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This article in JEQ

  1. Vol. 10 No. 1, p. 90-95
    Received: June 15, 1980

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Ammonia Volatilization from Liquid Swine Manure Applied to Cropland1

  1. J. D. Hoff,
  2. D. W. Nelson and
  3. A. L. Sutton2



Randomized complete block design field experiments were conducted to determine the effects of rates and methods of liquid swine manure application on volatile NH3-N losses from cropland. In addition, a greenhouse study was conducted to determine the effect of wind on the rate of NH3-N volatilization from soil and the accuracy of NH3-N loss measurements under field conditions. A partially closed system was utilized to directly collect volatilized NH3-N from microplots.

The NH3-N collection system did not accurately estimate volatile N losses when windy conditions existed as often encountered in the field. Using direct measurement of NH4+-N in waste before and after exposure to the atmosphere to correct for the low estimates of NH3-N loss under field conditions, an average of 48.1% of the volatilized N was collected under greenhouse conditions with relatively constant temperature and wind.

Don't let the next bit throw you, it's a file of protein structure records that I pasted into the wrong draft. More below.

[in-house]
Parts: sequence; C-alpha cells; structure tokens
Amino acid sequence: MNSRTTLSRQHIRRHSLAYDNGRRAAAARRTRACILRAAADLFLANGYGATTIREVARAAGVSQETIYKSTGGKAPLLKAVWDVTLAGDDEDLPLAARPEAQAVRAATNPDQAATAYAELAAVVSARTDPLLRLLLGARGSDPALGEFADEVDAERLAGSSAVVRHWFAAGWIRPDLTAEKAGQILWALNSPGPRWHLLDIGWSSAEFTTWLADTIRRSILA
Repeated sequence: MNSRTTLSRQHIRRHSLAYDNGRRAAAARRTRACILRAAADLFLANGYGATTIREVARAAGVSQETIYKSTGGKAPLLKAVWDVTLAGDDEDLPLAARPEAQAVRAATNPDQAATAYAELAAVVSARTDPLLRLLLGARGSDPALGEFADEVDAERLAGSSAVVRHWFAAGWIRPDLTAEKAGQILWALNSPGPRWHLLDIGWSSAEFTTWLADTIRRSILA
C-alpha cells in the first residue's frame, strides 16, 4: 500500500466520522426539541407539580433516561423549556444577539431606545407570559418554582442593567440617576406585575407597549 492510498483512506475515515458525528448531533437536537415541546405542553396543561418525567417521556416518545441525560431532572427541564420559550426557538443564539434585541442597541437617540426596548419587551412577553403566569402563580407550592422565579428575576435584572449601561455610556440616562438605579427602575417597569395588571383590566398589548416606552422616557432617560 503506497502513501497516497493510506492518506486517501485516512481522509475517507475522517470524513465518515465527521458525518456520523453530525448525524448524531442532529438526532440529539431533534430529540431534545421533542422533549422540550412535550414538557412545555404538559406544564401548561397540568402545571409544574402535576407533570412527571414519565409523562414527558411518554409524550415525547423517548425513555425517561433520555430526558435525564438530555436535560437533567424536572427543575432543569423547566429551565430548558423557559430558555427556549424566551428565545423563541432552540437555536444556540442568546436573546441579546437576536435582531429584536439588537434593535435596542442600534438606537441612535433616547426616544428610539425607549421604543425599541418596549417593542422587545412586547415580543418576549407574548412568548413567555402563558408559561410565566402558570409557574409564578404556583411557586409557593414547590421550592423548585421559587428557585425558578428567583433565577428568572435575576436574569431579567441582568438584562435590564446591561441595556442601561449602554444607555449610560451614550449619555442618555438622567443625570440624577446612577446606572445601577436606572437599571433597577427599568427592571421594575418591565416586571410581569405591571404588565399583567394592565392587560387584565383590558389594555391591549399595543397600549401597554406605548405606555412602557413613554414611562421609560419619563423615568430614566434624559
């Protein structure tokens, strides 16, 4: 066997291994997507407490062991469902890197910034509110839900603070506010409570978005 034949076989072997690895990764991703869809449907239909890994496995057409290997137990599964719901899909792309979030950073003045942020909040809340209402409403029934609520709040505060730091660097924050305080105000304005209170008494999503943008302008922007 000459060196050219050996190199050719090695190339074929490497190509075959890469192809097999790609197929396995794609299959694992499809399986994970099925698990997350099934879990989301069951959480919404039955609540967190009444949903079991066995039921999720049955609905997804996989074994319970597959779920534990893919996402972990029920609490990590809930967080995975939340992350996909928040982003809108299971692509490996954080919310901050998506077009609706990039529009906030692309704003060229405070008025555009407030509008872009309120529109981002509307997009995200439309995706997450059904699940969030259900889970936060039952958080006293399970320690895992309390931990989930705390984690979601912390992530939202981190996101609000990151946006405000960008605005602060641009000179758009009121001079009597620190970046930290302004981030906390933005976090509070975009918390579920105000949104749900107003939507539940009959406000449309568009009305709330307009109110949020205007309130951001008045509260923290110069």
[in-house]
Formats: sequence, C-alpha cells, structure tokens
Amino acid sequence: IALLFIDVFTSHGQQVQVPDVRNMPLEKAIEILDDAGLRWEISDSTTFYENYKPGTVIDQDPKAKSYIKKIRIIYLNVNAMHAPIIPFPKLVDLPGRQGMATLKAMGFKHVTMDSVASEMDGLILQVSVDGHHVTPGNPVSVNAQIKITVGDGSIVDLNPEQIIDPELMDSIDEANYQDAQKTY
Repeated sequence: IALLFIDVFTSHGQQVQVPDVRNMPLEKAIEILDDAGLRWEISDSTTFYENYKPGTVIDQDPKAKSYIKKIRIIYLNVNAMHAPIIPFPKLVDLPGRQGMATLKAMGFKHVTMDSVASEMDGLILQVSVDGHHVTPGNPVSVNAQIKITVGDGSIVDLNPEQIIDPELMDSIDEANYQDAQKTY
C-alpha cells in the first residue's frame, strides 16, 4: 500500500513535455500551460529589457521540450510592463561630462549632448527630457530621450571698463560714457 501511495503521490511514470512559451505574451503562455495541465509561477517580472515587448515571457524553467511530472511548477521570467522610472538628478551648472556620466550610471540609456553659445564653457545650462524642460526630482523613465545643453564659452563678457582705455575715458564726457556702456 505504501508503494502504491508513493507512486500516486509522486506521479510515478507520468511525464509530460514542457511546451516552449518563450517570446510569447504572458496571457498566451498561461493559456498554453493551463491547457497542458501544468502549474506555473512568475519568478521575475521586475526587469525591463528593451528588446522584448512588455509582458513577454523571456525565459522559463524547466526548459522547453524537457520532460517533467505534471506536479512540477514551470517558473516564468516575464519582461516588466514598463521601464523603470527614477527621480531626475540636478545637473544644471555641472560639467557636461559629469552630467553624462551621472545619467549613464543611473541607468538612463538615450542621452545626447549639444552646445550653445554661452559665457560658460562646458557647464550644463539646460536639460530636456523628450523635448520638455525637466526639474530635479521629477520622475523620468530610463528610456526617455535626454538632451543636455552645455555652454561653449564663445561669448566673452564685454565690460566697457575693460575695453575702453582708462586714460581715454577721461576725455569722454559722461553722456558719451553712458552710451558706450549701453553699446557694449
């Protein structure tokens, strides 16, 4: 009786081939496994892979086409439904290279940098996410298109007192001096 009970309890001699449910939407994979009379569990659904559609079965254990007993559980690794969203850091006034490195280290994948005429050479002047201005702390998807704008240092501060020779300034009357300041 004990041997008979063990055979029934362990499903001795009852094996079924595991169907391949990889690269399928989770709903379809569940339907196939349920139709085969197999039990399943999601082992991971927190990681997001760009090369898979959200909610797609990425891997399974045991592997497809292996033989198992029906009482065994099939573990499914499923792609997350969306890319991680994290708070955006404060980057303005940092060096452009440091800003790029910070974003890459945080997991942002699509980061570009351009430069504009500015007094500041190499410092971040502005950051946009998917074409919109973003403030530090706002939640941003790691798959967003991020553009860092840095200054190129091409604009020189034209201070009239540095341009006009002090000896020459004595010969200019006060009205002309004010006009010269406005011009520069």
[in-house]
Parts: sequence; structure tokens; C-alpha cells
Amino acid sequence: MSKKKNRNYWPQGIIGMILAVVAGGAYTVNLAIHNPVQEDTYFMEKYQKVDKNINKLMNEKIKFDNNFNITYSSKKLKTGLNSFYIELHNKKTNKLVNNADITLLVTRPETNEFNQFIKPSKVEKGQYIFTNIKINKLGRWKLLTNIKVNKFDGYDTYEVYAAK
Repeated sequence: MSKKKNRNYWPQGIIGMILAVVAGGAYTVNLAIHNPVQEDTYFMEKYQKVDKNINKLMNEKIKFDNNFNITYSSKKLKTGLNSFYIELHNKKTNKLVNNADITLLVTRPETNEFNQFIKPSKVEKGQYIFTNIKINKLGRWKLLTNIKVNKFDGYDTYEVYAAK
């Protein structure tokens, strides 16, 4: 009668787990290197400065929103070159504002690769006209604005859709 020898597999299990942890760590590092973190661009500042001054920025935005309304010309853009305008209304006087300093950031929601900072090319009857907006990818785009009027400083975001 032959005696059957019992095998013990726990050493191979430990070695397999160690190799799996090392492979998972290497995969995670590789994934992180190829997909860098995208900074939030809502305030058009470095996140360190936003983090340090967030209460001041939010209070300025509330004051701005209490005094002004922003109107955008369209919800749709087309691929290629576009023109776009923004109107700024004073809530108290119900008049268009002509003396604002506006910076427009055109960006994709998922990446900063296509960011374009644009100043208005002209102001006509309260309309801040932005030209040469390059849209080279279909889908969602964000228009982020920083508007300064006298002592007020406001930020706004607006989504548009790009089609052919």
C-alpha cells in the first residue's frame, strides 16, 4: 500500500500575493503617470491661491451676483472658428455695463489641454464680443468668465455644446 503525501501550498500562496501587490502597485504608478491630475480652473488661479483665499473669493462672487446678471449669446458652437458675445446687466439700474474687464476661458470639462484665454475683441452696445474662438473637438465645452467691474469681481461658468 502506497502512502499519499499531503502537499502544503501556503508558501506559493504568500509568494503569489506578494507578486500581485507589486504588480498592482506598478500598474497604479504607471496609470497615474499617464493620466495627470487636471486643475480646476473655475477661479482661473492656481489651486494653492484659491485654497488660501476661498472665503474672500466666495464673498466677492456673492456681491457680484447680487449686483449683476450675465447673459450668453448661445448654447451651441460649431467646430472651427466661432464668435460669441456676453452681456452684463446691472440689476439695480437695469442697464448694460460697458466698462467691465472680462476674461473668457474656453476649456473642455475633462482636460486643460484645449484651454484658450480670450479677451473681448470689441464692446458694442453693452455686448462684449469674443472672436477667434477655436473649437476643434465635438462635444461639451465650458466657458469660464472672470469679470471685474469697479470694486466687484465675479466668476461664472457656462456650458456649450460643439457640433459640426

The rate of NH3-N loss from manure increased with increasing temperature and air movement. The proportions of the applied NH4+-N lost as NH3-N during a 3.5-day sampling period in the spring from swine manure (pH 6.4) applied to soil (pH 6.4) and corrected for the effect of wind were: 14.0%, 12.2%, and 11.2% for the 90, 135 and 180 metric ton/ha, respectively, of surface applied liquid swine manure; 2.5% for both the 90 and 180 metric ton rates, respectively, of injected liquid swine manure; 14.7% for surface applied urea fertilizer (168 kg N/ha); and 65.8% of the applied NH4+-N from swine manure surface applied (90 metric tons/ha) on a plastic liner. Fresh swine manure (pH 7.8) surface applied at the rate of 135 metric tons/ha on greenhouse loam soil (pH 7.0) lost 82.5% of the applied NH4+-N in an 8-day sampling period.

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